>>>>>>>> For n-ary operators, the patch generates code as follows:
>>>>>>>> if (code == <expr code>)
>>>>>>>> {
>>>>>>>>    match operand 0
>>>>>>>>      match operand 1
>>>>>>>>         ....
>>>>>>>>           match operand n-1
>>>>>>>>             transform
>>>>>>>>             return true;
>>>>>>>> }
>>>>>>>>
>>>>>>>> * Adding parent, level, pos fields to AST (operand).
>>>>>>>> One change (hack), I have made to code-gen, is naming of operands
>>>>>>>> that are
>>>>>>>> assigned to gimple_assign_rhs in code-gen of expressions.
>>>>>>>> I am not sure if this is really needed.
>>>>>>>>
>>>>>>>> in AST, we have following representation for expressions:
>>>>>>>>                       expr-
>>>>>>>>                      /       \
>>>>>>>>                   left      right
>>>>>>>>                operand  operand
>>>>>>>>
>>>>>>>> code-gen off AST (expr::gen_gimple_match) produces code like:
>>>>>>>> {
>>>>>>>>   tree op = gimple_assign_rhs1 (def_stmt);
>>>>>>>>   // code-gen for left operand
>>>>>>>> }
>>>>>>>> {
>>>>>>>>   tree op = gimple_assign_rhs2 (def_stmt);
>>>>>>>>   // code-gen for right operand
>>>>>>>> }
>>>>>>>>
>>>>>>>> We can do this since, in expr::gen_gimple_match, we call
>>>>>>>> left_operand->gen_gimple_match,
>>>>>>>> come back to expr::gen_gimple_match (after
>>>>>>>> left_operand->gen_gimple_match() returns), and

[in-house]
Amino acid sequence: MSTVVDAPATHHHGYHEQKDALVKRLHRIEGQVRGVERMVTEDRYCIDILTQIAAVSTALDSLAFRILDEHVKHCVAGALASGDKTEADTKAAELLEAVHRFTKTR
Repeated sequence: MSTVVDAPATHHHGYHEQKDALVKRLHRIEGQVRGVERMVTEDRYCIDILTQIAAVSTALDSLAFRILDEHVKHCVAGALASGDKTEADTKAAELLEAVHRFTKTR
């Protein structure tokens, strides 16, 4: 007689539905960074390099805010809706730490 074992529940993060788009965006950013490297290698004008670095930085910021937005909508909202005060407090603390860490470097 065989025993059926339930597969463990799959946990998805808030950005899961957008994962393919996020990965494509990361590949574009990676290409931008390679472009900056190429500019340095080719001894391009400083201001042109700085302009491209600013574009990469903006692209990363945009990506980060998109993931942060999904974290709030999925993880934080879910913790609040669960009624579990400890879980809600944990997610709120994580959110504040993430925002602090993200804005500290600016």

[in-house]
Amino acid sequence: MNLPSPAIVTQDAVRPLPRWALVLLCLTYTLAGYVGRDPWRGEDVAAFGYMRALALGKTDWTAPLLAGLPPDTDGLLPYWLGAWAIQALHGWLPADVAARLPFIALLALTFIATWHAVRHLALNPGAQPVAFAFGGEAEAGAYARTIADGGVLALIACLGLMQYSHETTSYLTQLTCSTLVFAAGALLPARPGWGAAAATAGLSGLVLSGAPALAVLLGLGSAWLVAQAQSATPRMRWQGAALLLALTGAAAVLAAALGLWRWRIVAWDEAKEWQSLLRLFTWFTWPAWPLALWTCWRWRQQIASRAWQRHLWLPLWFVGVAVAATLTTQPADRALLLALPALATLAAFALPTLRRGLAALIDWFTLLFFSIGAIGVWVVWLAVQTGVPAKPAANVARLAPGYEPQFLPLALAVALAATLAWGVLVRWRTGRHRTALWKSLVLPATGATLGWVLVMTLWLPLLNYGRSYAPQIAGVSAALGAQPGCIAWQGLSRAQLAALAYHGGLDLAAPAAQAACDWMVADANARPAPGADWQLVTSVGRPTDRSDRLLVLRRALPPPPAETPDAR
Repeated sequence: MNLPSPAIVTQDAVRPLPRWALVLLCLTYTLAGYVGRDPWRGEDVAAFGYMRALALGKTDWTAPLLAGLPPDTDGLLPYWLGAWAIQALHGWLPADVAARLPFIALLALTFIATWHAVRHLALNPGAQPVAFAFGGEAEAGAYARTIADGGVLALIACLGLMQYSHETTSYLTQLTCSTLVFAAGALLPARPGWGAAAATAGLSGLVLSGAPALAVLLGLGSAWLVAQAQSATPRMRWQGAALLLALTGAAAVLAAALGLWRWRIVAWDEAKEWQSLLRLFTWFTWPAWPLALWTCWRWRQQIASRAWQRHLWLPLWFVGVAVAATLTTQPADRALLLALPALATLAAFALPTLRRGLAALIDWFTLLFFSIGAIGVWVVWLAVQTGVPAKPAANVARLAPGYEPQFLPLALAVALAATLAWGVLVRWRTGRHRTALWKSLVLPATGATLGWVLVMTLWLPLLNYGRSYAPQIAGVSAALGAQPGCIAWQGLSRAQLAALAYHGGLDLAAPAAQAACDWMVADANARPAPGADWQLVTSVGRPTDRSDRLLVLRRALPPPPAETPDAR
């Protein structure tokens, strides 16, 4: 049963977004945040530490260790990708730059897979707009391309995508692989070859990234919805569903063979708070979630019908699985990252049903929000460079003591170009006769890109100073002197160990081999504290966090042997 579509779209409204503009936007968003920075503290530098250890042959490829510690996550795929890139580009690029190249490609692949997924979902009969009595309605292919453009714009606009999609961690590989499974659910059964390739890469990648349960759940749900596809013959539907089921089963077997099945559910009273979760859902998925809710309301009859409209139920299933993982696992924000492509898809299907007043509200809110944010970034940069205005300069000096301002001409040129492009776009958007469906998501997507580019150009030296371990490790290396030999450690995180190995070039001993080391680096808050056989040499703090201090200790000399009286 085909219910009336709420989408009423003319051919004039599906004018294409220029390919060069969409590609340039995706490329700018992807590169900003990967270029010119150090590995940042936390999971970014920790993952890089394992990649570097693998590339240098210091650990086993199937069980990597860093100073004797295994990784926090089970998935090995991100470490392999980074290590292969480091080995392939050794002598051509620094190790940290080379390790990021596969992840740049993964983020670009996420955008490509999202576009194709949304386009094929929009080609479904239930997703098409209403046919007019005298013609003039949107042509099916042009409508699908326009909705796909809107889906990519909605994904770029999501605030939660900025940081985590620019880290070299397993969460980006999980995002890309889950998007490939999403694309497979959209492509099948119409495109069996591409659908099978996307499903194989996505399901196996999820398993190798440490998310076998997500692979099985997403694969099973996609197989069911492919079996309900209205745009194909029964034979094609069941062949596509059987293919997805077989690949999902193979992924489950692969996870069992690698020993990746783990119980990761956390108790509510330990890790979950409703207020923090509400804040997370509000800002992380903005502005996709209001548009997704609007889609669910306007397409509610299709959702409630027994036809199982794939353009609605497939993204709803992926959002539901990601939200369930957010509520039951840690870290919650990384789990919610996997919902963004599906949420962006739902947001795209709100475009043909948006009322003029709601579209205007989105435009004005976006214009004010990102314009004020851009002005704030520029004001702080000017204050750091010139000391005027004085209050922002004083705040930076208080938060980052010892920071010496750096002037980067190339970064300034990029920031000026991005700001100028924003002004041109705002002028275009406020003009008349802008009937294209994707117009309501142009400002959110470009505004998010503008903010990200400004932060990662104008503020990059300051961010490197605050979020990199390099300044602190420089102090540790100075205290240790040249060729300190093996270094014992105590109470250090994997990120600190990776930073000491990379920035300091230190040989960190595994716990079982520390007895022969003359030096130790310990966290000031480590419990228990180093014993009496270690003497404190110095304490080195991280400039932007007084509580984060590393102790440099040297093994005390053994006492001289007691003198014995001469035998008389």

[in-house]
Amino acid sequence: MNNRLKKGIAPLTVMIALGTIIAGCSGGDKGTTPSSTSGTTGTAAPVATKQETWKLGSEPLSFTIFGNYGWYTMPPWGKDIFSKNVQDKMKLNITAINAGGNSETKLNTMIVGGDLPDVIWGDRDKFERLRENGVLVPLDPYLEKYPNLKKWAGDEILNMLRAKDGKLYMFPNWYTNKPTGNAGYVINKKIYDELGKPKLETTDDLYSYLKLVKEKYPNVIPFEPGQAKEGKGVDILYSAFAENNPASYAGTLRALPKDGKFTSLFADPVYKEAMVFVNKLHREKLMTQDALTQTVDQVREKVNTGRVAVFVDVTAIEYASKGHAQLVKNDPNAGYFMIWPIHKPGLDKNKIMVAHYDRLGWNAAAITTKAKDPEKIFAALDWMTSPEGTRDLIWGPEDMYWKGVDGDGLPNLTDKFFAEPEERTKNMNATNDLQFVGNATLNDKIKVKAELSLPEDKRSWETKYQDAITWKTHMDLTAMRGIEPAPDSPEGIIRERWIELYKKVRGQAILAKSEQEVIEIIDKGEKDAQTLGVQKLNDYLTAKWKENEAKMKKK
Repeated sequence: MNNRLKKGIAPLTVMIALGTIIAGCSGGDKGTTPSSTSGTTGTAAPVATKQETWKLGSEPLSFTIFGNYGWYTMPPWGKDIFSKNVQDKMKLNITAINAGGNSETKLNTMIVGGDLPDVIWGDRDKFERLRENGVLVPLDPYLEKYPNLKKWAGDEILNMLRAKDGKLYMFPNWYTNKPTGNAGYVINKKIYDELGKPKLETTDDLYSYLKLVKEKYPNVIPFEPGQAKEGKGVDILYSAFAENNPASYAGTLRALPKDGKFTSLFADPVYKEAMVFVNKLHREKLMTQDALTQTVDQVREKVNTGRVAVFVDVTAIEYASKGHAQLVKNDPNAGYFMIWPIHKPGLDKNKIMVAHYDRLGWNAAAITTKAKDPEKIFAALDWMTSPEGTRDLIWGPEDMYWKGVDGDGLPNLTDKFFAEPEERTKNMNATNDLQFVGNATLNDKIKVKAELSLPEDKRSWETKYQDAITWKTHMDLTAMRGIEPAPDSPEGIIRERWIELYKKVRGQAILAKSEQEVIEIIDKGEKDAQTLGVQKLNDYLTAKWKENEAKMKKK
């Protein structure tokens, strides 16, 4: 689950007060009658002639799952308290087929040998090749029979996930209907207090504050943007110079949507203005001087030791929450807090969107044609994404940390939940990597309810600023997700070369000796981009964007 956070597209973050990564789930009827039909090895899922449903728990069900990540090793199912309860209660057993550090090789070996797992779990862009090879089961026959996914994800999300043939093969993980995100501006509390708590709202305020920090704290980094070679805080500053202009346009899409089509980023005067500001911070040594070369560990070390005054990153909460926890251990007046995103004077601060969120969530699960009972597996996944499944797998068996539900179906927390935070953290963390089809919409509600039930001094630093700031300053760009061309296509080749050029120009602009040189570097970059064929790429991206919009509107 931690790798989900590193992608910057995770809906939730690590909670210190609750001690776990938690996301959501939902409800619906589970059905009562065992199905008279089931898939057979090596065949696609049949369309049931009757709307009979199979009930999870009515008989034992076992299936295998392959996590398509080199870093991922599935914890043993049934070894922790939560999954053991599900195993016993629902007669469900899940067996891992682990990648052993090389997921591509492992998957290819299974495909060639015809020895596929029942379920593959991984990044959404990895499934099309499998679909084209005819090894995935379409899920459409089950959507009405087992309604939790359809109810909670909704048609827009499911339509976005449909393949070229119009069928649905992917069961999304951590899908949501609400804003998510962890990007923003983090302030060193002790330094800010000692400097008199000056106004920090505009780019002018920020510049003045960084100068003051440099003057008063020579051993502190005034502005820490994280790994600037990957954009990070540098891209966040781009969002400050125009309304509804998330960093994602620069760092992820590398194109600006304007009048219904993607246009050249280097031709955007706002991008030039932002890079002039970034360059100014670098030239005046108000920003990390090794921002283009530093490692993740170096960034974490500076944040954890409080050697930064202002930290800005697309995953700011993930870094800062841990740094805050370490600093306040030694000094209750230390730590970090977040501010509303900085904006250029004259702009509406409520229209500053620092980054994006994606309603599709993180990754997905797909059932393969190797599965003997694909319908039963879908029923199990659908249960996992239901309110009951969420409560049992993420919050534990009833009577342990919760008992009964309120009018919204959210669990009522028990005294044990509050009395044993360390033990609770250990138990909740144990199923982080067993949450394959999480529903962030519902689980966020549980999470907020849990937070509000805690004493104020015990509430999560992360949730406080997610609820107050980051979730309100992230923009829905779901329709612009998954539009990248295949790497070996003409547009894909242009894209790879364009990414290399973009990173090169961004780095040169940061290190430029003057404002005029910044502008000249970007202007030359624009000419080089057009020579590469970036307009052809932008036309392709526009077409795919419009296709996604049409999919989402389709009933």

>>>>>>>> then call right_operand->gen_gimple_match().
>>>>>>>>
>>>>>>>> However in decision tree, the expression gets represented as
>>>>>>>> follows:
>>>>>>>>            expr
>>>>>>>>              |
>>>>>>>>            left-operand
>>>>>>>>              |
>>>>>>>>            right-operand
>>>>>>>>
>>>>>>>> dt_expr::gen_gimple calls left_operand->gen_gimple, which calls
>>>>>>>> right_operand->gen_gimple,
>>>>>>>> so we return to dt_expr::gen_gimple, after code is generated for
>>>>>>>> the
>>>>>>>> whole subtree of expr.
>>>>>>>>
>>>>>>>> So I assign operands at the start before generating code for the
>>>>>>>> subtree:
>>>>>>>> tree op00 = gimple_assign_rhs1 (def_stmt);
>>>>>>>> tree op10 = gimple_assign_rhs2 (def_stmt);
>>>>>>>> <code for left-operand>
>>>>>>>>   <code for right-operand>
>>>>>>>> each of the operands know their positions, so they know which